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Congressional members support geographic measure accuracy

The Wisconsin Medical Society (Society) and Iowa Medical Society (IMS) worked with a bipartisan group of lawmakers to encourage development of a more equitable way to determine the geographic measures used to calculate the Medicare reimbursement rate for physicians. In this letter, sent to Centers for Medicare and Medicaid Services (CMS) Acting Administrator Andy Slavitt earlier this week, the group called on CMS to address Geographic Practice Cost Index (GPCI) data inaccuracies.

The effort was led by U.S. Sens. Tammy Baldwin, D-Madison, and Chuck Grassley, R-Iowa. Wisconsin’s U.S. Sen. Ron Johnson, R-Oshkosh, and U.S. Reps. Sean Duffy, R-Weston, Glenn Grothman, R-Campbellsport, Ron Kind, D-La Crosse, Gwen Moore, D-Milwaukee, Mark Pocan, D-Madison, and Reid Ribble, R-Sherwood, joined all the members of Iowa’s congressional delegation in signing on to the letter.

CMS uses inaccurate GPCI data in two areas to factor in differences in the various costs of a physician’s practice: physician work (PW) and practice expense (PE). Studies conducted on Medicare’s geographic adjusters acknowledge that GPCI measurements are inaccurate due to flawed methodologies, which cost Wisconsin physicians at least $10 million a year on the PW GPCI alone.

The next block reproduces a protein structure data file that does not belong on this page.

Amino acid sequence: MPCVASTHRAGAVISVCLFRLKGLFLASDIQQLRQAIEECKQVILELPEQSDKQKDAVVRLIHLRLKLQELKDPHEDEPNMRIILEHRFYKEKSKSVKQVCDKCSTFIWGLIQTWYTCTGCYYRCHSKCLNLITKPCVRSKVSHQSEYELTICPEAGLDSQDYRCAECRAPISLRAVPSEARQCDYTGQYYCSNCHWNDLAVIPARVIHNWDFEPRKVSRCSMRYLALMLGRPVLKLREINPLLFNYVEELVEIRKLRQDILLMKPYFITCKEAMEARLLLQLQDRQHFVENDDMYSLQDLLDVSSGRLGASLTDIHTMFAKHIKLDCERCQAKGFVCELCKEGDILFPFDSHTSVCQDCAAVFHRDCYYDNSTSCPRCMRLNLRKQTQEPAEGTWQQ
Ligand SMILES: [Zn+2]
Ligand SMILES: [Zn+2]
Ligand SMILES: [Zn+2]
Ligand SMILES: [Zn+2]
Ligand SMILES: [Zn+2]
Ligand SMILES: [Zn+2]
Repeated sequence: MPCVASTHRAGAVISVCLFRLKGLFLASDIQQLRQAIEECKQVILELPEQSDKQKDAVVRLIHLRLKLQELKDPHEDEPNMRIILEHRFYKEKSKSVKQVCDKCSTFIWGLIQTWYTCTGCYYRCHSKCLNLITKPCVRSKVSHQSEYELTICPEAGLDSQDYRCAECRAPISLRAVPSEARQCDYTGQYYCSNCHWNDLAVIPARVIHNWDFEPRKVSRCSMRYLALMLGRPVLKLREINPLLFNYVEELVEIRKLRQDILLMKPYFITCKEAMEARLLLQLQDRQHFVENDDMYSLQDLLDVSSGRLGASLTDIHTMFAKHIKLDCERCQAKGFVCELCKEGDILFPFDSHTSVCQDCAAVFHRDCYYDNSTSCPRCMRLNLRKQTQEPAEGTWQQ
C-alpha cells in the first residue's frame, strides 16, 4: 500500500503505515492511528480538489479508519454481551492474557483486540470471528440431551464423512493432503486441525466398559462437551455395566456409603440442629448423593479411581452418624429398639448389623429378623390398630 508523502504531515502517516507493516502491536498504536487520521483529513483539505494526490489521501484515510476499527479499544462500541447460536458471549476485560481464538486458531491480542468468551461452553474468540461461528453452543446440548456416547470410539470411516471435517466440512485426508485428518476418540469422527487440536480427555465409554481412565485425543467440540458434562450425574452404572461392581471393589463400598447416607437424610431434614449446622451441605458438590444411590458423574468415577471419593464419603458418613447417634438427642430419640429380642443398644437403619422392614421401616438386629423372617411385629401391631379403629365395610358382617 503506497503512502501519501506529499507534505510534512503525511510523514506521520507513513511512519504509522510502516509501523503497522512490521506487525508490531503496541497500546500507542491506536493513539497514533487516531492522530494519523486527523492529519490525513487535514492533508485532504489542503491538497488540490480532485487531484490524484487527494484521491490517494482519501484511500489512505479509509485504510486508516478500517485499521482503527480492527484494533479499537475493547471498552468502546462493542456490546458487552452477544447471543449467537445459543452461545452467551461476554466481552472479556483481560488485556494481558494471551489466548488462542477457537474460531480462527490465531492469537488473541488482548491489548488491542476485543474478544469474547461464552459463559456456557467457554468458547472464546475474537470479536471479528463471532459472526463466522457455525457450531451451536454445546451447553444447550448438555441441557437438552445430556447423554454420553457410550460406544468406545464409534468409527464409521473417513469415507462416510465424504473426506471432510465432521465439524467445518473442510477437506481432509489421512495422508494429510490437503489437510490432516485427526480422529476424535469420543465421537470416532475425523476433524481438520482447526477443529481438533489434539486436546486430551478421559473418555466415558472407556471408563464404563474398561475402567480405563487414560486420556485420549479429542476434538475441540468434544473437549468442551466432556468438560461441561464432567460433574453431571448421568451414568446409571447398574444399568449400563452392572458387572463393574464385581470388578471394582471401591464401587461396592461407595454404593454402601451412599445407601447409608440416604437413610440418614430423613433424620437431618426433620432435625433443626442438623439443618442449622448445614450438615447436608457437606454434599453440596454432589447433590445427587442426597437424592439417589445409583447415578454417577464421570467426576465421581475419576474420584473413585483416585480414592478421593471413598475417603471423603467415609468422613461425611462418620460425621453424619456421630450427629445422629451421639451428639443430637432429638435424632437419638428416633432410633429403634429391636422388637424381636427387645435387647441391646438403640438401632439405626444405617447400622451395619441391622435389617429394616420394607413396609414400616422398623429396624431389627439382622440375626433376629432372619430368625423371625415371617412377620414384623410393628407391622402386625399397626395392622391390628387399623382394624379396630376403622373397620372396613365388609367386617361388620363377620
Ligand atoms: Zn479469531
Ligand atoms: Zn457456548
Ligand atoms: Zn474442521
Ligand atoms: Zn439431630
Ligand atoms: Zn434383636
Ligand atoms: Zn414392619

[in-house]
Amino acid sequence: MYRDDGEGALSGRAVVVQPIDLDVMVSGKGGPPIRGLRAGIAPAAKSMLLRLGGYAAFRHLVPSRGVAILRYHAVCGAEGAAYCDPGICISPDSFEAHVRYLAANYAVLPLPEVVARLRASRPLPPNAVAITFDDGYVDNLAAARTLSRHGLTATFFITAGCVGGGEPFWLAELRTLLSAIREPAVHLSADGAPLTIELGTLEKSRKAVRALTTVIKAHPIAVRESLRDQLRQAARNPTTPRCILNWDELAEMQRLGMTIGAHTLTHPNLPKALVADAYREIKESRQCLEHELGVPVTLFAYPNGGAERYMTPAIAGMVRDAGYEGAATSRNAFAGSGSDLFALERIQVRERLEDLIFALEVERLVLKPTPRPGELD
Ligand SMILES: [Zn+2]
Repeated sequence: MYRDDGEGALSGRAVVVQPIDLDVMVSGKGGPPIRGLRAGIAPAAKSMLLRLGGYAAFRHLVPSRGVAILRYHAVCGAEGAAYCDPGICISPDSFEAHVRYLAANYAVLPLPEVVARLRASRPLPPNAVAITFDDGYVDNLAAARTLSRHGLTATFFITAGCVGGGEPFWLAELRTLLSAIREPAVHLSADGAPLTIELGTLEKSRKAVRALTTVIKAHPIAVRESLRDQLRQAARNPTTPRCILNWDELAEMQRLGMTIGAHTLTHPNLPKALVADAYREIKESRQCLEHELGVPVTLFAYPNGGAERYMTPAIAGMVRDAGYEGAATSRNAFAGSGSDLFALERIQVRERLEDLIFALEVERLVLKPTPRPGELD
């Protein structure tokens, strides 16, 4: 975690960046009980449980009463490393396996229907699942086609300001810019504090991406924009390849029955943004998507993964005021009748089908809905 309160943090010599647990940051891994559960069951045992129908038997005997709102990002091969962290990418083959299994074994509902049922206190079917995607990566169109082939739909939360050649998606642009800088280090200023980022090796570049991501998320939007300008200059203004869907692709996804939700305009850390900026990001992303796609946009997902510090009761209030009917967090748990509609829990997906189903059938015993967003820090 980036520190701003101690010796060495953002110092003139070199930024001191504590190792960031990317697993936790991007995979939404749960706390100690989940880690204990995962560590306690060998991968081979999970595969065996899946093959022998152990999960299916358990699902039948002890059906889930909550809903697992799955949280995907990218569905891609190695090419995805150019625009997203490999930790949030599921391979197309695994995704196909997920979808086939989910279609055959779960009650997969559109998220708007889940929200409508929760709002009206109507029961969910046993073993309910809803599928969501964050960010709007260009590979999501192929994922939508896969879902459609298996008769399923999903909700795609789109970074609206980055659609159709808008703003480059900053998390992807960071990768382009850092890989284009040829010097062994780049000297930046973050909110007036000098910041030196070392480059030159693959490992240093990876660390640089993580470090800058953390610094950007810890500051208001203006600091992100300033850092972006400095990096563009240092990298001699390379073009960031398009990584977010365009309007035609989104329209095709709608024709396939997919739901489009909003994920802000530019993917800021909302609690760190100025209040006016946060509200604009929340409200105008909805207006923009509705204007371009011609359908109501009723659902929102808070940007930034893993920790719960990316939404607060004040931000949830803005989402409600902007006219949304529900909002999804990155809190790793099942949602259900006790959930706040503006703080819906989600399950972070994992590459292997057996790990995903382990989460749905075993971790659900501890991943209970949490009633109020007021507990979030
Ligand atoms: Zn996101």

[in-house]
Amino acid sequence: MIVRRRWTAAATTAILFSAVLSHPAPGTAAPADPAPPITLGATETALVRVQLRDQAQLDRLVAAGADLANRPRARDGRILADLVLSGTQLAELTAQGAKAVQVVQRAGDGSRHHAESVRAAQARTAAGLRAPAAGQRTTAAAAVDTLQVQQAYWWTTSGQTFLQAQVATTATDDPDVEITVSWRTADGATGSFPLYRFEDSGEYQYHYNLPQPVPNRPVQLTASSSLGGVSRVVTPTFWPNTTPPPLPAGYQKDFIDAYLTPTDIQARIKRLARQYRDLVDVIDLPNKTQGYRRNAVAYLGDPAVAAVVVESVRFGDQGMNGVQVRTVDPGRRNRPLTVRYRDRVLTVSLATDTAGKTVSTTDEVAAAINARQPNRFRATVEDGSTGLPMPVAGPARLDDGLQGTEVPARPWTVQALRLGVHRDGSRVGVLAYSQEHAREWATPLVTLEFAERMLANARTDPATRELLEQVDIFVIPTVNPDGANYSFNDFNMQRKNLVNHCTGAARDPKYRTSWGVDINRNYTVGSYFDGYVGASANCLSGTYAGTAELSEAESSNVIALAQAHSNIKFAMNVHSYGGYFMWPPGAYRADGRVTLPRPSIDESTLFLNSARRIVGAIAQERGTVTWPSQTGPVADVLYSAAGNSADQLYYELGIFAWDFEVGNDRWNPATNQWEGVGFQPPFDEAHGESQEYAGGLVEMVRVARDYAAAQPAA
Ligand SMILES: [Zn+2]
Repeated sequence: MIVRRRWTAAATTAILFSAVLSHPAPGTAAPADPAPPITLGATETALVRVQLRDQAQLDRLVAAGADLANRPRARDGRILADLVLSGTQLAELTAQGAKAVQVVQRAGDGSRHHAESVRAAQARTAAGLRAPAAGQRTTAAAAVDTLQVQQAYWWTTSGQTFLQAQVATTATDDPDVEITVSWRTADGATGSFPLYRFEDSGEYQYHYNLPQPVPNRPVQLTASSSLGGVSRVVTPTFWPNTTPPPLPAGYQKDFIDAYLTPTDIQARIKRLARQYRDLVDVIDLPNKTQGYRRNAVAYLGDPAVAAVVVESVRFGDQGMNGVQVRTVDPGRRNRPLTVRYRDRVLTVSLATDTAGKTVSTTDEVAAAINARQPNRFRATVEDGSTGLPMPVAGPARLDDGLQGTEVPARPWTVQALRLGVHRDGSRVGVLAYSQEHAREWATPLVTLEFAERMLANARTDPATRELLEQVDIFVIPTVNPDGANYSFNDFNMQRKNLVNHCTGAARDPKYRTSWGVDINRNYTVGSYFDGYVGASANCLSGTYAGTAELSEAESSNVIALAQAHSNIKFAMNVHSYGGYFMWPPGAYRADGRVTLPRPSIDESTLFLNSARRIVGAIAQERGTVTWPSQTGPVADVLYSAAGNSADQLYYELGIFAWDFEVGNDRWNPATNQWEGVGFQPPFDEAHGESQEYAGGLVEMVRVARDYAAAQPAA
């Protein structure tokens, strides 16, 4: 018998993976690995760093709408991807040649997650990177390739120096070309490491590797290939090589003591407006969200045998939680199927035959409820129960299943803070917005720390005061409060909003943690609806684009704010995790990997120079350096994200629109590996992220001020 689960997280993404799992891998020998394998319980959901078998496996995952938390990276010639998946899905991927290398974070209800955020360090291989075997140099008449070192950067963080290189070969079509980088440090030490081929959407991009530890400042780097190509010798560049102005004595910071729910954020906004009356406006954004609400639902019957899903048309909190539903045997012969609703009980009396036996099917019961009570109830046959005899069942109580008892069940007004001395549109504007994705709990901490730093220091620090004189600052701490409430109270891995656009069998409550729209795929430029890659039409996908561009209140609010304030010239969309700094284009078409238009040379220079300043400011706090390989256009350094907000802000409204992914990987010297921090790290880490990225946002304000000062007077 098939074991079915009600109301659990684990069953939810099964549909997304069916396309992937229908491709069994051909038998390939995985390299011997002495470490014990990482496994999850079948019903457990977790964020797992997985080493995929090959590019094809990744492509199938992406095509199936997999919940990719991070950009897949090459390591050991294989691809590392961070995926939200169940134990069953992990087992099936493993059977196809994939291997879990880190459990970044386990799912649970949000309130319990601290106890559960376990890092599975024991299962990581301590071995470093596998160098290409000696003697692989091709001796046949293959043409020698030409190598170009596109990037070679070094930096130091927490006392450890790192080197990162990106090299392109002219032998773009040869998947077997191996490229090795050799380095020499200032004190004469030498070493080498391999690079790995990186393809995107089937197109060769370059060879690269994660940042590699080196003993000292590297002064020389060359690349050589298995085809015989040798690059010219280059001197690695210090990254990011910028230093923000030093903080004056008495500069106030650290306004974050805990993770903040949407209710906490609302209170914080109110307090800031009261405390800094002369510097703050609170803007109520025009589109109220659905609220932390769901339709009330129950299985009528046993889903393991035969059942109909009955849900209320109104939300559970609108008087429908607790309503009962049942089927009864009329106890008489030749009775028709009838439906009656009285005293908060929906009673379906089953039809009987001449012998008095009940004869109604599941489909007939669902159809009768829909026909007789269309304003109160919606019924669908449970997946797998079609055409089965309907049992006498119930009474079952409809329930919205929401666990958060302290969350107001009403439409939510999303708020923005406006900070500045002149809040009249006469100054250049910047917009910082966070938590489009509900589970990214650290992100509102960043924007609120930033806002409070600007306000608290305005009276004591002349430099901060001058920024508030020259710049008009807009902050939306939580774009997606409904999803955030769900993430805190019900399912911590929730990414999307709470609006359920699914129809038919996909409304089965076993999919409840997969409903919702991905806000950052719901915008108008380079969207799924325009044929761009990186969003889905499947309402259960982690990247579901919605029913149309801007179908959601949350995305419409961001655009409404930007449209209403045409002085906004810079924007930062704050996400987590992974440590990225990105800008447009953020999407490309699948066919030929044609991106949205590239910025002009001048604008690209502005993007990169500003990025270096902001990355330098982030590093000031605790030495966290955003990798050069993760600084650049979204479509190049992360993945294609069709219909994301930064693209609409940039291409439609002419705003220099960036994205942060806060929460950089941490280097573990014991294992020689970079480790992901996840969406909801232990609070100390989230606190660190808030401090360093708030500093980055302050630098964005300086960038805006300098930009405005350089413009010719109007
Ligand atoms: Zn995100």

In the letter, Congressional leaders urge CMS to modify its measurements and provide transparency around its data inputs and weighting before publishing its proposal on the eighth GPCI update this summer. Specifically, the letter asks that CMS explain how it will accurately determine the regional cost of physician labor when establishing the PW GPCI and make the practice expense data and derivation of weighting and expense adjustments totally transparent.

The Society will continue to encourage CMS to address the GCPI issue after the proposed Medicare Physician Fee Schedule is released in July. If CMS takes no action to correct the methodology, the Society and IMS are prepared to work with their respective congressional delegations to introduce legislative language that would solve the GPCI inequity problem for their respective states.

For more information, e-mail Chris Rasch, the Society’s director of state and federal relations.

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